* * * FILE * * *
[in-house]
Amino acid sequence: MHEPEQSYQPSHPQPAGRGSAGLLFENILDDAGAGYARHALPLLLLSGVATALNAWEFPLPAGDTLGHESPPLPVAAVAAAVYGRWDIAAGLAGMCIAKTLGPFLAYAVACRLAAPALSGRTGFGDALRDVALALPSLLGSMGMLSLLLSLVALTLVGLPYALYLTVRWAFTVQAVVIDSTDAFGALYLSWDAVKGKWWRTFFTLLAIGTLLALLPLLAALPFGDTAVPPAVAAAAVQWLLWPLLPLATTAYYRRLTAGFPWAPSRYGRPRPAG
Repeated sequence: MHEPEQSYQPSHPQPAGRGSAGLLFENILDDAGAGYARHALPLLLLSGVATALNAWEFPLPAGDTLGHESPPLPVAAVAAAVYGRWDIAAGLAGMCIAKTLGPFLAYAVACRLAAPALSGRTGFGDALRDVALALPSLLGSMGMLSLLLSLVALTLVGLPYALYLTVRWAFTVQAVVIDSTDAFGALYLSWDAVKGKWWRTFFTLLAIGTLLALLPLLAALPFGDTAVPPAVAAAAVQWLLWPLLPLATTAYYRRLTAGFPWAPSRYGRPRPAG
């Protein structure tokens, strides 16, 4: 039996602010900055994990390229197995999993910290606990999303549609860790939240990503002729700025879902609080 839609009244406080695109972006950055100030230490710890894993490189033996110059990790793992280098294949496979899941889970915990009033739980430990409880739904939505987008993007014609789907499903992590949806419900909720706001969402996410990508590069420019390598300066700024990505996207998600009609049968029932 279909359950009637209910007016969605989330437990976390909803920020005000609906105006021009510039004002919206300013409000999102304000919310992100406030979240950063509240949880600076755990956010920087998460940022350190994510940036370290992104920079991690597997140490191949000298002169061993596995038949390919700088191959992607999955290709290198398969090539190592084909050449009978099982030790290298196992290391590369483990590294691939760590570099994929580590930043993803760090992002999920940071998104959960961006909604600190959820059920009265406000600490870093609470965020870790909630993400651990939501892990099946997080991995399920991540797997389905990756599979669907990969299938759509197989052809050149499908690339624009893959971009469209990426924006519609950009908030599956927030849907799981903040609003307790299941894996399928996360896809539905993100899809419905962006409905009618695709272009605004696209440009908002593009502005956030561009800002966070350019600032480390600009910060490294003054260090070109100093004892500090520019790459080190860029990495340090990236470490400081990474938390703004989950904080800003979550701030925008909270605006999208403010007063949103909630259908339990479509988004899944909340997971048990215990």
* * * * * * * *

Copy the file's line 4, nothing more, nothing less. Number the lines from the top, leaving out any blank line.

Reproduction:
């Protein structure tokens, strides 16, 4: 039996602010900055994990390229197995999993910290606990999303549609860790939240990503002729700025879902609080 839609009244406080695109972006950055100030230490710890894993490189033996110059990790793992280098294949496979899941889970915990009033739980430990409880739904939505987008993007014609789907499903992590949806419900909720706001969402996410990508590069420019390598300066700024990505996207998600009609049968029932 279909359950009637209910007016969605989330437990976390909803920020005000609906105006021009510039004002919206300013409000999102304000919310992100406030979240950063509240949880600076755990956010920087998460940022350190994510940036370290992104920079991690597997140490191949000298002169061993596995038949390919700088191959992607999955290709290198398969090539190592084909050449009978099982030790290298196992290391590369483990590294691939760590570099994929580590930043993803760090992002999920940071998104959960961006909604600190959820059920009265406000600490870093609470965020870790909630993400651990939501892990099946997080991995399920991540797997389905990756599979669907990969299938759509197989052809050149499908690339624009893959971009469209990426924006519609950009908030599956927030849907799981903040609003307790299941894996399928996360896809539905993100899809419905962006409905009618695709272009605004696209440009908002593009502005956030561009800002966070350019600032480390600009910060490294003054260090070109100093004892500090520019790459080190860029990495340090990236470490400081990474938390703004989950904080800003979550701030925008909270605006999208403010007063949103909630259908339990479509988004899944909340997971048990215990």